bhindi sambariyaMy most favorite dish (and the first I made) in the book is the Bhindi Sambhariya. A close cousin of Bharli Vangi, this tasty side makes okra the star of the show. By stuffing this normally slimy (but very tasty) vegetable with fresh spices(hence the name Sambhariya, where Bhariya means fill or stuff), Gujarati home cooks only hit the ball out of the park. I don’t stuff, no sir. When I get cooking, I am always pressed for time. Moreover, eating stuffed whole okras and the husband don’t go together but let me not go into details on this. You don’t want to know that info on a food blog. Although there are many versions to this Sambhariya, here is mine-

Bhindi Sambhariya (Adapted from Tarla Dalal’s The Complete Gujarati Cookbook)

Ingredients
Two cups fresh okra, diced into bite-size pieces (or one and a half tray, leave it whole and slit a hole in the side)

One fourth cup cooking oil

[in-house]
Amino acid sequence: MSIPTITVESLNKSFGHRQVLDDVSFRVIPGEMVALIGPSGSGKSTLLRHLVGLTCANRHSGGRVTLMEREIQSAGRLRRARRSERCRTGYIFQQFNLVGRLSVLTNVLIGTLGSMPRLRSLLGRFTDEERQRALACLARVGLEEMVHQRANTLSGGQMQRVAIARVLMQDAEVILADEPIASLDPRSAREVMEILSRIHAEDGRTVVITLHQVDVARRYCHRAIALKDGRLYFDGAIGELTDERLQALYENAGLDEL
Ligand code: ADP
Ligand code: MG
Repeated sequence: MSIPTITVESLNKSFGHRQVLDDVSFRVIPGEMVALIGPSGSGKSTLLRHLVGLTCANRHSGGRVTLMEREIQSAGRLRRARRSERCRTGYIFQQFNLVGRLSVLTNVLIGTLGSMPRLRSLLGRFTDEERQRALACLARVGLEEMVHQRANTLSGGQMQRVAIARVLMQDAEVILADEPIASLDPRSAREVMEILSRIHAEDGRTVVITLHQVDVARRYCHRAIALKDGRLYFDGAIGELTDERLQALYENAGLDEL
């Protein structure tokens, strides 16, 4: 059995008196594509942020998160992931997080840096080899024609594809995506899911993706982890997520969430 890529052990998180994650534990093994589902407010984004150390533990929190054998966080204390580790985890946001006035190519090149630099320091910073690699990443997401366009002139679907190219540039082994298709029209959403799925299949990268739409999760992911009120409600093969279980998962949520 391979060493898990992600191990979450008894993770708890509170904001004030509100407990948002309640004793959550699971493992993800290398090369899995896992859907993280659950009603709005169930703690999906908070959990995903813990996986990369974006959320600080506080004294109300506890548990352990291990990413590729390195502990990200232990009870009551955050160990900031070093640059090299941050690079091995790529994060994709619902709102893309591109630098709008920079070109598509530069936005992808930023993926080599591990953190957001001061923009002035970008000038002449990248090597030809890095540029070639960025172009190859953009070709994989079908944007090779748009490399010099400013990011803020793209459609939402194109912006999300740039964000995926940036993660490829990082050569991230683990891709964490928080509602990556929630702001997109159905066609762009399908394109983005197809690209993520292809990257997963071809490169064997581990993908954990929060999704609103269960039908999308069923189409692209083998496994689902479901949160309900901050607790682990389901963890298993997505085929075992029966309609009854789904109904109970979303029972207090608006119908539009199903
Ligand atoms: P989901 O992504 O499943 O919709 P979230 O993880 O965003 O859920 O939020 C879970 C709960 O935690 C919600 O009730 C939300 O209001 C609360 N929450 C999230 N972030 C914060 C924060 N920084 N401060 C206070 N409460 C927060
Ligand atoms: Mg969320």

To be mixed together:
Six Tbsp freshly scraped coconut (no other kind would do)

One tsp ginger-green chile paste

One tsp turmeric powder

Two tsp cumin-coriander powder

One tsp Garam Masala powder

One tsp Aamchur/dry mango powder (substitute with two tsps lemon juice)

One Tbsp jaggery (substitute brown sugar but I strongly recommend jaggery)

One tsp salt

One Tbsp sesame seeds

Two Tbsp ground peanut (optional but recommended)

Method:
If you dice the okra, mix it with the Masala paste. Heat oil in a pan, add the okra mixture, put a lid on and cook it on medium-low heat until the vegetable is cooked. Make sure you give it a gentle mix a couple of times in the middle to prevent burning.

If you slit the whole okras, stuff the Masala into it and cook it exactly like I have mentioned above.

Adapting either of the methods doesn’t alter the taste. I should probably not call mine “Sambhariya” but I exercise my blogger license here since I adapted it from the traditional recipe.